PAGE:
We first removed two 7mm bolts inside the door pull handle. There was also a trim screw on the door handle bezel. The window and lock switch panel can also be removed for easier access to the plastic door panel clips inside. Once the hardware is removed, take your door panel clip removal tool and wedge it between the door and the door panel itself, slide the tool along until the tool runs into a clip. Position the tool so the clip is in the middle of the fork, and pry the clip out. Use of a door panel clip removal tool lessens the chances of damaging the door panel, and in most cases you can also reuse the clips.
Once all the hardware is off, and the clips are released from the back of the door panel, carefully lift the door panel up and over the lip of the window opening.
Now the door panel is only held by the inside door panel bezel and handle, but you can turn it to access the mirror mounting holes.
Next you need to reach into the door and disconnect the mirror power cord. Then remove the 3 foam rubber covers over the access holes, and remove the 3 10mm nuts that hold the mirror to the door.
A tip to prevent dropping the nuts into the door panel and completely ruining your day: Apply a bit of grease to the end of your socket to help hold the nuts.
The first step to the installation is to plug the new mirror in, and make sure it works properly.
Next reattach the mirror with 10mm nuts (remember the grease trick). Then reinstall the door panel. Inspect the plastic clips to be sure none are broken. If they are, you will need to replace them. Reinstall the 2 7mm bolts in the pull handle and the trim screw in the door handle bezel.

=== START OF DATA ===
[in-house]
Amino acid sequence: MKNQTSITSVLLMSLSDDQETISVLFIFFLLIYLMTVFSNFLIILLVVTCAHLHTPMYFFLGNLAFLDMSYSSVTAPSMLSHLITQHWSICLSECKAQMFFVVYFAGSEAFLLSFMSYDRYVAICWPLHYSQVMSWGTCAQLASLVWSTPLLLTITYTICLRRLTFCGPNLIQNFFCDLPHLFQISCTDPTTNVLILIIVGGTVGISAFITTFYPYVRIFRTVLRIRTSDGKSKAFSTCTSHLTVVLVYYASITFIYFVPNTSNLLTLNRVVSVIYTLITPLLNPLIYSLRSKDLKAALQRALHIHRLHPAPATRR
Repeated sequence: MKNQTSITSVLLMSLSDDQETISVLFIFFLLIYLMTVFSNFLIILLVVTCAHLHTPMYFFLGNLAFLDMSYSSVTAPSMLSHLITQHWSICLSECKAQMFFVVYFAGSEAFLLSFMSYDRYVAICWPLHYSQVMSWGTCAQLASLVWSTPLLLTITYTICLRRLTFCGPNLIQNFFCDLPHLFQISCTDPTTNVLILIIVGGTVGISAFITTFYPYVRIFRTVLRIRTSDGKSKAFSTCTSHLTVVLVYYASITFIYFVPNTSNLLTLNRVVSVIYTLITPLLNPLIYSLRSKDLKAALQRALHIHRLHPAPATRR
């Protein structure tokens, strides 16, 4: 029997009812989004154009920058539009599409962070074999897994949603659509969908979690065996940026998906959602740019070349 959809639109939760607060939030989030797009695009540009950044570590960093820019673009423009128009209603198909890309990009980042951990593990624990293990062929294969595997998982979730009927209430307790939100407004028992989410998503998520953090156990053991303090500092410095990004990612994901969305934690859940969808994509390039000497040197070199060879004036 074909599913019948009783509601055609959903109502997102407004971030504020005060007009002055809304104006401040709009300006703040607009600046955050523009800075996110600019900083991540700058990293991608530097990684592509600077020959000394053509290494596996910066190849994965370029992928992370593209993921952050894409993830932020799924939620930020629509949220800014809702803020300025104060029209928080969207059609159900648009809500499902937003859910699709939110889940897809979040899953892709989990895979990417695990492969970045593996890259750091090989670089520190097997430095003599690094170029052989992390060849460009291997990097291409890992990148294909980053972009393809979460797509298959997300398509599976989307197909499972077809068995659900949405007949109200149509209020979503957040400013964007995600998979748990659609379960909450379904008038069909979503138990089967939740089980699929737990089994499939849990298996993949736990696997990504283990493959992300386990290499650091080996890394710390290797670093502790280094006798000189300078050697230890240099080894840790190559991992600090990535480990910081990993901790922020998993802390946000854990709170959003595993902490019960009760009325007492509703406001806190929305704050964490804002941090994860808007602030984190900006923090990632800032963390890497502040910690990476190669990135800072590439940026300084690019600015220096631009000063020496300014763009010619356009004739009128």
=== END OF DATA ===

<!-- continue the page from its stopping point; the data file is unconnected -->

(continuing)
Sometimes you go to a car show and find that the most interesting vehicles are the ones in the parking lot. What we have here is a giant aluminum cow (or is it a bull?) sitting atop a 1969 Pontiac Firebird Convertible. Before discovering this amazing relic, I had often found myself awake at night wondering if the addition of a giant aluminum animal would improve the look of my vehicle. Luckily for me, this person proved that it wasn’t as great as I had once imagined. Thank goodness, because I was really having a tough time finding a giant aluminum Impala to sit on my Impala. Continue reading This 1969 Firebird convertible Never saw this coming…
I am absolutely thrilled to announce the launch of the 1AAuto “Nutts and Bolts” Weblog. I know what you’re thinking, “why are there are two T’s in the word Nutts? Is there already a typo in this thing?” Nope. It is not a joke, and it’s not even a typo. Jeremy Nutt is my name, and I will be the primary editor of this internet breakthrough of an automotive blog. With a last name like mine, you really need to take charge of the never ending genealogical ridicule, and begin to make the name work for you. I really had no choice in this matter; I just had to put my name to work. Thus, “Nutt’s and Bolts” was born.
The foundation of this exquisite piece of computerized literature is constructed of cars, trucks, and everything else automotive. It will quickly grow to become your favorite hangout for riveting automotive articles, how-to’s, news, product reviews, videos, pictures, and plenty of entertaining banter. As if that isn’t enough, the greatest part of the entire Nutts and Bolts Blog will be you, the reader. Seriously! You have the full ability to respond to anything I (we) write. I know you have plenty of things to fess up about, and I want to hear it. So, cheers to you! Now, let’s get this thing fired up!